Twenty-year-old Mildred longs to escape taking care of her emotionally abusive mother, and her visions provide her with an answer. She applies for and receives a highly-classified job in Hanford, Washington, becoming secretary to a top scientist at the Hanford Research Institute. Initially, she does not know what is being created behind the scenes at her workplace. Once her visions kick in, however, she is suddenly privy to a terrible knowledge of the project’s fate — and is seemingly powerless to change it. With themes of blind nationalism and silenced women, Shields’ book warns of an even-worse future we could create if we choose to follow the same path. It’s our job to decide if we’ll listen.

3. The City in the Middle of the Night by Charlie Jane Anders ($27): “The Progressive Students Union meets under basements and behind larders. Usually between five and fifteen of us, talking about systems of oppression. Bianca’s long black hair hides her face as she leans forward to listen, but her hand brushes mine. A mop-headed boy named Matthew is talking about the ordinary people whose every waking moment at the farmwheels, the factories, the sewage plant, or the power station, until they die. Then Bianca stands up and her voice rings out, like we’re all inside her heart and we can hear it beat. She wears streaks of purple and silver paint, to frame her eyes, and I never want to look away. ‘If you control our sleep, then you own our dreams,’ she says. ‘And from there, it’s easy to master our whole lives.’ Everything in Xiosphant is designed to make us aware of the passage of time, from the calendars, to the rising and falling of the shutters, to the bells that ring all over the town…But nothing in the city is ever supposed to change.”

Anders, former editor of io9 and Hugo and Nebula Award-winner for 2017, writes a story of a divided future world in stasis. January is a colonized planet split into two halves, one always bright-hot and one always freezing dark. The two habitable human cities straddle the small zone of dusk in between. One city’s caste system is as rigidly split as the two halves of the planet; Sophie is one of the only students at the Gymnasium, Xiosphant’s institution of higher learning, to come from its lower, laboring class. Desperate to avoid a forced marriage, she fought for acceptance, working to reach the pinnacle of academic achievement and rise above her station. Her upper-class roommate Bianca seems to admire her deeply for this, despite the occasional class-related social faux pas, and Sophie is certainly in intense awe of Bianca.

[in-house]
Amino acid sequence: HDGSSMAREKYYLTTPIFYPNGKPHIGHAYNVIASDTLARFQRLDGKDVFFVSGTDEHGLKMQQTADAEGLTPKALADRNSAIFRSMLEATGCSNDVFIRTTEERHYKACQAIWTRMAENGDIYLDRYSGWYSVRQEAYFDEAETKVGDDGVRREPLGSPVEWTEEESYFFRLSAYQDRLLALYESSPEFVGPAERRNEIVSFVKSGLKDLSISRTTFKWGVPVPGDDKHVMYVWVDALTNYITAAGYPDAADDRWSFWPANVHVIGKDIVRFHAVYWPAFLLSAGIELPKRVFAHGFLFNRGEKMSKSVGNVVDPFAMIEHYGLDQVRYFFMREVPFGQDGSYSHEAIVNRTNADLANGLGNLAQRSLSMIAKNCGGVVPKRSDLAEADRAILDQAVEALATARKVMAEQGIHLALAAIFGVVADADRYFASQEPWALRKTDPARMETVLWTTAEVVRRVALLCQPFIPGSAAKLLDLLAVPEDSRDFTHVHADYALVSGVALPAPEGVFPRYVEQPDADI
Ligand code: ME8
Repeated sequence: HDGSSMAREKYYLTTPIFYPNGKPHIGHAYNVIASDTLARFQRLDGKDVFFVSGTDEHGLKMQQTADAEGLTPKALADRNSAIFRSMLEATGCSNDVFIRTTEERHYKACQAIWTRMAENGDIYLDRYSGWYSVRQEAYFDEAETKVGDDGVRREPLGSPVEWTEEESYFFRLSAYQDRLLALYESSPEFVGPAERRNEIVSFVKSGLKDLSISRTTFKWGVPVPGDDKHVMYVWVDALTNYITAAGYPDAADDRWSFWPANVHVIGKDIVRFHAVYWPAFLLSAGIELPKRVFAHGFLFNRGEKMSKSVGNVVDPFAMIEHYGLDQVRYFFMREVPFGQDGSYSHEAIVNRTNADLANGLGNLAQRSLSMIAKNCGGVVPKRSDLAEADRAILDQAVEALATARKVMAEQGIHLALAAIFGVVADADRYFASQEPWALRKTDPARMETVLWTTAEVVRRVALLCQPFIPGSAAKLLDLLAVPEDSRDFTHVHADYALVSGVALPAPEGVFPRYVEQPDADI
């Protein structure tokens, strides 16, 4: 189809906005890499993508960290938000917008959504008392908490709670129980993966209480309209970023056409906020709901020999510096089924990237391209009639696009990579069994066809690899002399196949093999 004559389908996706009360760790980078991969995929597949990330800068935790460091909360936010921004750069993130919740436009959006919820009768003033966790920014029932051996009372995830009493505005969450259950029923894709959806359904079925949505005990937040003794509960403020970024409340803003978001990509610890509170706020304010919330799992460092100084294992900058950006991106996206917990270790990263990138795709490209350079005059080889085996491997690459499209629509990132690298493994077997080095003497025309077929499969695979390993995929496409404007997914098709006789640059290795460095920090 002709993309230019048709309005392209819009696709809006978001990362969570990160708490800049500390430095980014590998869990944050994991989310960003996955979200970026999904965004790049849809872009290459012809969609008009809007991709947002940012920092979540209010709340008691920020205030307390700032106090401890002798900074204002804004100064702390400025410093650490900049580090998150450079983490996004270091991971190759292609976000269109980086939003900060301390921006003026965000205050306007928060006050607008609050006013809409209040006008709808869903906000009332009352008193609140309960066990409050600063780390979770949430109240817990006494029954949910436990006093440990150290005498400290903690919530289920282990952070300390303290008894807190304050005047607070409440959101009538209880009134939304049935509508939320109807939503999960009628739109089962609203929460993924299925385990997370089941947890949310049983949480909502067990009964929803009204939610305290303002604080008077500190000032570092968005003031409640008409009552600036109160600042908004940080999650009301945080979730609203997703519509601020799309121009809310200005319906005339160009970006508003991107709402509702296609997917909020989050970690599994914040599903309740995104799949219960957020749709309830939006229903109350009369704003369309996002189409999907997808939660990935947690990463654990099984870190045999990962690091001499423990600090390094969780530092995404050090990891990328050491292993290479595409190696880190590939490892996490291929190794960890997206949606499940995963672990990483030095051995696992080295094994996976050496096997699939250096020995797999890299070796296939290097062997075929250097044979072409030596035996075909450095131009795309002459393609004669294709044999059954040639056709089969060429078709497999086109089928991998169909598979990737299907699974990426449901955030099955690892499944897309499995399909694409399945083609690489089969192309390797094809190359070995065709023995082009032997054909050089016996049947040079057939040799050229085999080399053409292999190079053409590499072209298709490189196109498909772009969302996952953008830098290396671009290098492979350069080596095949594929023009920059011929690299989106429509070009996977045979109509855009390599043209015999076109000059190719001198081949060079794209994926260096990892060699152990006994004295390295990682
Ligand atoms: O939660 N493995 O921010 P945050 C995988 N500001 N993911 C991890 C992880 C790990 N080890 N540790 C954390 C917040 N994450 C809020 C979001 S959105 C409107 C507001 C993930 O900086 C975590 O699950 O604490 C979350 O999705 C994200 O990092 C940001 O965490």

Sophie’s infatuation with her roommate’s magnetic personality leads her to join a small group of student revolutionaries, who talk a big game about changing the world. It’s in this authoritarian state’s interest to remain static and unchallenged, and it does so it many of the usual ways. When Sophie takes the fall for a seemingly-minor transgression on Bianca’s part, the police banish her to the dark side of January; it’s supposedly a hellish place filled with terrible creatures, from which nobody is expected to return. Sophie, however, is different. Forming an unexpected psychic bond with the creatures that are far more sentient than described, she also meets a nomad named Mouth, the last of her culture. Together, the women set out to avert environmental collapse. But can Sophie really trust Bianca to come through for her, or is she blinded by her affection? Perhaps they really can change the future.

What books are visionary? Tag us in your next prophetic read @BritandCo.